نتیجه گیری انگلیسی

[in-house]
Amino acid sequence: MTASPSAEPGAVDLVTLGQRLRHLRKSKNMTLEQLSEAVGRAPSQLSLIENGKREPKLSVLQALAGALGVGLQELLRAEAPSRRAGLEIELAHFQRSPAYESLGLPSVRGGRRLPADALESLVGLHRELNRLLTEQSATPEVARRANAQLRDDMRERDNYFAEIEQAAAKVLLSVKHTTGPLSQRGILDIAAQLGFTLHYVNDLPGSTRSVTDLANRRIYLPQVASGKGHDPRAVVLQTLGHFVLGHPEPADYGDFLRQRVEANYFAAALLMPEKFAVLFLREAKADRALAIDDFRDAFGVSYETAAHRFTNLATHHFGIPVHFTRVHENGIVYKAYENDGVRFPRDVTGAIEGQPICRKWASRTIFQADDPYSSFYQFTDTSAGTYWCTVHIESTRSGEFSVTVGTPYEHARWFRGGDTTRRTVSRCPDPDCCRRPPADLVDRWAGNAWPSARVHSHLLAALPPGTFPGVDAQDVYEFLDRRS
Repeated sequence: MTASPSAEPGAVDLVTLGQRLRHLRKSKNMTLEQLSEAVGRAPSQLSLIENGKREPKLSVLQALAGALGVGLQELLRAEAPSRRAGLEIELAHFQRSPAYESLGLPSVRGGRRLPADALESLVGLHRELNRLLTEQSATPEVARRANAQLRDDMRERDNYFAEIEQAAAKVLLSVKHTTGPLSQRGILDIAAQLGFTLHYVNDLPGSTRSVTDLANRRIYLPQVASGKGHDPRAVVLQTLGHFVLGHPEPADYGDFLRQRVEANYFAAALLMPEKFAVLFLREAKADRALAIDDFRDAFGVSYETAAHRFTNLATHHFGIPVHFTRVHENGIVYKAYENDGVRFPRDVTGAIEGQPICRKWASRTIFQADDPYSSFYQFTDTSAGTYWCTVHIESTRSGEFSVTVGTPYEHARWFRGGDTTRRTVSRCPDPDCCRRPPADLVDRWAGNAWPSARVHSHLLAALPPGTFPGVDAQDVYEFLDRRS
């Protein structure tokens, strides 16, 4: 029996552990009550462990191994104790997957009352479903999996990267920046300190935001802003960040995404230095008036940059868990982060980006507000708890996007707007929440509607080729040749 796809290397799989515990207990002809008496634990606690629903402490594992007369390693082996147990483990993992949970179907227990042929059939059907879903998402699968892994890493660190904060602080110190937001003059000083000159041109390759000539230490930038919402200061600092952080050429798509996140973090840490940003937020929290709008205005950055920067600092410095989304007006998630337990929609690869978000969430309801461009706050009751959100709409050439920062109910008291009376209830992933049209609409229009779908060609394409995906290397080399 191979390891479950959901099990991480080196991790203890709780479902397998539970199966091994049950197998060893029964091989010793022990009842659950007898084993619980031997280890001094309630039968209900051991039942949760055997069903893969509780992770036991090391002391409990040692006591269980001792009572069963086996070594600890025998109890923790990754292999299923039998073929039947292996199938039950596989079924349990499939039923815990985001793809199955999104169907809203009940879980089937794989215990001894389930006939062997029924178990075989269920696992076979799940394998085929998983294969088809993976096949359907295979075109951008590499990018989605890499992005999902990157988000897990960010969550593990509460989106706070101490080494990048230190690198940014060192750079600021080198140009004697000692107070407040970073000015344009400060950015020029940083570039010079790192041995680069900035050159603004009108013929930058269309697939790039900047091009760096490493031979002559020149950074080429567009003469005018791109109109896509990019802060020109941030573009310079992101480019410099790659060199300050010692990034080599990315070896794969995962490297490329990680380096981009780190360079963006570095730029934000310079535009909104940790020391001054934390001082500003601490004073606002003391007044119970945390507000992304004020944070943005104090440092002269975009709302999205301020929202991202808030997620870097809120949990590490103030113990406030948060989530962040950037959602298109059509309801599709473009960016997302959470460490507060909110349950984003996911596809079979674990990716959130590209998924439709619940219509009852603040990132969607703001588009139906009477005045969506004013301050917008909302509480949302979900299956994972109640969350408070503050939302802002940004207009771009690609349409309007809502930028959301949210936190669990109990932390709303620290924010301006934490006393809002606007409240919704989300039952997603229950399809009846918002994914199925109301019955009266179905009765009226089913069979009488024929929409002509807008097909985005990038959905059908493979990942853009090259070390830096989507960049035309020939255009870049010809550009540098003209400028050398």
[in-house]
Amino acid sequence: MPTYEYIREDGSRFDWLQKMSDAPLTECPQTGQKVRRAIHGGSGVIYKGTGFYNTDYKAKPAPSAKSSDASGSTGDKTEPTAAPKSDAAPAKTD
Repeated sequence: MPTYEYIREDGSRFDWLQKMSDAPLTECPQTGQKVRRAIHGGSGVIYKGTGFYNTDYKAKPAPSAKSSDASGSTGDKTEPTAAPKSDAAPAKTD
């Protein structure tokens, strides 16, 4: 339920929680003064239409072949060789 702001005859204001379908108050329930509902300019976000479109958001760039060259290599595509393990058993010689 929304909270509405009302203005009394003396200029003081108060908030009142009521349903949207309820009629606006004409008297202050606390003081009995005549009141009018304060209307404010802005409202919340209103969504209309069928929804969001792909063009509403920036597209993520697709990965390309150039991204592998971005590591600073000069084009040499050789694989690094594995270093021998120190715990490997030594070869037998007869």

At this stage of the research, we have indications that WfM systems in general will positively affect the identified performance indicators averages. In the large majority of cases we investigated, service time and utilization are expected to decrease with 22%. For almost all cases, lead time and wait time are expected to decrease with more than twice that amount, namely 48%. Clearly, it needs to be seen whether these results will be accomplished in practice. On the basis of an almost completed 3-measurement for Organization 3, we are quite confident that the actual gains are indeed in the range of the predicted gains. As a side-effect, this empirical study has proved to be a valuable source of information on actual business process properties and their execution. Also, simulation proved to be a good way of validating the initial measurements, but a number of challenges had to be faced. We have addressed directions to counter some of the identified problems. Unfortunately, we have seen two organizations putting their WfM implementations on hold, perhaps definitively. We are still attracting new organizations to get involved in the study to generate support for general conclusions. Currently we are carrying out the first two 3-measurements. As part of this work, we are developing a general tool to derive from the event logs of WfM systems performance information. We are studying industrial solutions in this field, such as the ARIS PPM and XML data formats. We sometimes have the impression that research in the WfM area seems to focus on the aspects of the technology which are still less-than-perfect, e.g. the limited capabilities to cope with exceptions and the problems associated with straight-jacketing inherently fluid processes in executable form. We do not deny that these are important areas for further research and improvement. Yet, we hope that the results from this first part of our study—as well as from what is to follow—will contribute to a more balanced and better supported evaluation of the industrial value of WfM technology. After all, if our predictions will hold, WfM technology is effective in improving process performance, even while there may still be things to be desired about these systems.